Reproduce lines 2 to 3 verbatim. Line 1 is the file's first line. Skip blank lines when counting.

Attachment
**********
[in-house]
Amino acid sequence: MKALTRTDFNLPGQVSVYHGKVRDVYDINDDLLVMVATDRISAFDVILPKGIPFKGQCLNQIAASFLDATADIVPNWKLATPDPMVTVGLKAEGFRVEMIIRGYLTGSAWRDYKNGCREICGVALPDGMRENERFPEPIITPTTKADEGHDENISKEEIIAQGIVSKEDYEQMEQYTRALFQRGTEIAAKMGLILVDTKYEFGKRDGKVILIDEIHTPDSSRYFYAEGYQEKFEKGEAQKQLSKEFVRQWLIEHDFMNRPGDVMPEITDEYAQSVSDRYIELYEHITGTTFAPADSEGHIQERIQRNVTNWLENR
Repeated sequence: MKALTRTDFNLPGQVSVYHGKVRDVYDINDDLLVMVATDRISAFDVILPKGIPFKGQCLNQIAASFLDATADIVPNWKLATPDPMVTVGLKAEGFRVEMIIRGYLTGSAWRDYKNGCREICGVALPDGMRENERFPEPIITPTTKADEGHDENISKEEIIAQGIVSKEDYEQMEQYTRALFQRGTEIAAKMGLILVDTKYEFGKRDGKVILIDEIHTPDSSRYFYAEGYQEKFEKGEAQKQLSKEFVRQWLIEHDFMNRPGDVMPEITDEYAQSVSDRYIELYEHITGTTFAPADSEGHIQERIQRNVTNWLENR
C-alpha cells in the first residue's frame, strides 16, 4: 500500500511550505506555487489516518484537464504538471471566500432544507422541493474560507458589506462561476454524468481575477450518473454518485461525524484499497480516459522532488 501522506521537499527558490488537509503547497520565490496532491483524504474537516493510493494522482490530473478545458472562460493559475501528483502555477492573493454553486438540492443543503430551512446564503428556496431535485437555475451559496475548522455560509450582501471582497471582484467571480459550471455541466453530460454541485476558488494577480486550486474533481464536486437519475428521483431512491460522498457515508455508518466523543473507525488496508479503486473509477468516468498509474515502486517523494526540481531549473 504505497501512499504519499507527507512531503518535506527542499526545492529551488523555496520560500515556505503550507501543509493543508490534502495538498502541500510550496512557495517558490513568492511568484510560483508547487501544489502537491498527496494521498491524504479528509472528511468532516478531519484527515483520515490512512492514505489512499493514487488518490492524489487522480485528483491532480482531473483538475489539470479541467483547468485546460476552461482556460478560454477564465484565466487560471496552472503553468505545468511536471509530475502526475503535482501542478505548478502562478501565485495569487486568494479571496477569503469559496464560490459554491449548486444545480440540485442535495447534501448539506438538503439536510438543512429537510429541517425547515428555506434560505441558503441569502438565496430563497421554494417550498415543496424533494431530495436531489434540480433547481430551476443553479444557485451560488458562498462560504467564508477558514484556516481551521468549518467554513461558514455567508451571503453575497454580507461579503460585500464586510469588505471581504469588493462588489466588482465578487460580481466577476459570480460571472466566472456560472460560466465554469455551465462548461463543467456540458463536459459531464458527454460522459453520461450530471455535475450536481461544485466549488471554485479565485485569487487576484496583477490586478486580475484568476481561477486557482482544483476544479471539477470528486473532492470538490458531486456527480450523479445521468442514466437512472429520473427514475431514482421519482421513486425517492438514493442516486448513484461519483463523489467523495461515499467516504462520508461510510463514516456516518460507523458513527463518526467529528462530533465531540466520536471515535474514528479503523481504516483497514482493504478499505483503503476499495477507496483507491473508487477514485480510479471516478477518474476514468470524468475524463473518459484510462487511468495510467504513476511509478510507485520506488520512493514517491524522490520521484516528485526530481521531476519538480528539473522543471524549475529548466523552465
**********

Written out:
Amino acid sequence: MKALTRTDFNLPGQVSVYHGKVRDVYDINDDLLVMVATDRISAFDVILPKGIPFKGQCLNQIAASFLDATADIVPNWKLATPDPMVTVGLKAEGFRVEMIIRGYLTGSAWRDYKNGCREICGVALPDGMRENERFPEPIITPTTKADEGHDENISKEEIIAQGIVSKEDYEQMEQYTRALFQRGTEIAAKMGLILVDTKYEFGKRDGKVILIDEIHTPDSSRYFYAEGYQEKFEKGEAQKQLSKEFVRQWLIEHDFMNRPGDVMPEITDEYAQSVSDRYIELYEHITGTTFAPADSEGHIQERIQRNVTNWLENR
Repeated sequence: MKALTRTDFNLPGQVSVYHGKVRDVYDINDDLLVMVATDRISAFDVILPKGIPFKGQCLNQIAASFLDATADIVPNWKLATPDPMVTVGLKAEGFRVEMIIRGYLTGSAWRDYKNGCREICGVALPDGMRENERFPEPIITPTTKADEGHDENISKEEIIAQGIVSKEDYEQMEQYTRALFQRGTEIAAKMGLILVDTKYEFGKRDGKVILIDEIHTPDSSRYFYAEGYQEKFEKGEAQKQLSKEFVRQWLIEHDFMNRPGDVMPEITDEYAQSVSDRYIELYEHITGTTFAPADSEGHIQERIQRNVTNWLENR